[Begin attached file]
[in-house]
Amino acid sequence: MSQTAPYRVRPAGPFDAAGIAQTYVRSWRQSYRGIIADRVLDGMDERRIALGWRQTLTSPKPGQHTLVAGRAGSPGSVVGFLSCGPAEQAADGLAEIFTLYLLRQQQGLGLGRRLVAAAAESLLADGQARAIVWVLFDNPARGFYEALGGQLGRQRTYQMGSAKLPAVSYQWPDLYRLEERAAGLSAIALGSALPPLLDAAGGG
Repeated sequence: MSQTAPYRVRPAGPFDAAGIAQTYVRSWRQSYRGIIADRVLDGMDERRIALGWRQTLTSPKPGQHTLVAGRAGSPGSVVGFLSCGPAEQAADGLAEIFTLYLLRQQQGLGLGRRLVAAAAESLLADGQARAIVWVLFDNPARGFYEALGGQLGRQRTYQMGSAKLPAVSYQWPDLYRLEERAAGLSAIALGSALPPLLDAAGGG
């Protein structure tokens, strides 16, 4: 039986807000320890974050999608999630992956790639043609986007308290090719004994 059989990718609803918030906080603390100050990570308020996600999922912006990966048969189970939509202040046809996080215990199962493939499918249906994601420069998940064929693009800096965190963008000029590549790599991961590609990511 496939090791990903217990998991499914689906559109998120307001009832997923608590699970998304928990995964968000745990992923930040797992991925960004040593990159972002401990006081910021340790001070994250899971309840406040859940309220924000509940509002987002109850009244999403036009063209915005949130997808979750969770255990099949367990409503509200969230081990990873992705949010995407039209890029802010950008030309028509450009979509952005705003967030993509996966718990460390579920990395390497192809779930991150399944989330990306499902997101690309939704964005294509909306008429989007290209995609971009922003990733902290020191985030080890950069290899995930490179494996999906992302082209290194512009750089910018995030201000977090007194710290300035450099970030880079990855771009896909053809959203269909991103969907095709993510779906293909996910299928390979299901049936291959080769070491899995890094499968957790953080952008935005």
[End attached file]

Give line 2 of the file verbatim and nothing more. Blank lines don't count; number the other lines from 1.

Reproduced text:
Amino acid sequence: MSQTAPYRVRPAGPFDAAGIAQTYVRSWRQSYRGIIADRVLDGMDERRIALGWRQTLTSPKPGQHTLVAGRAGSPGSVVGFLSCGPAEQAADGLAEIFTLYLLRQQQGLGLGRRLVAAAAESLLADGQARAIVWVLFDNPARGFYEALGGQLGRQRTYQMGSAKLPAVSYQWPDLYRLEERAAGLSAIALGSALPPLLDAAGGG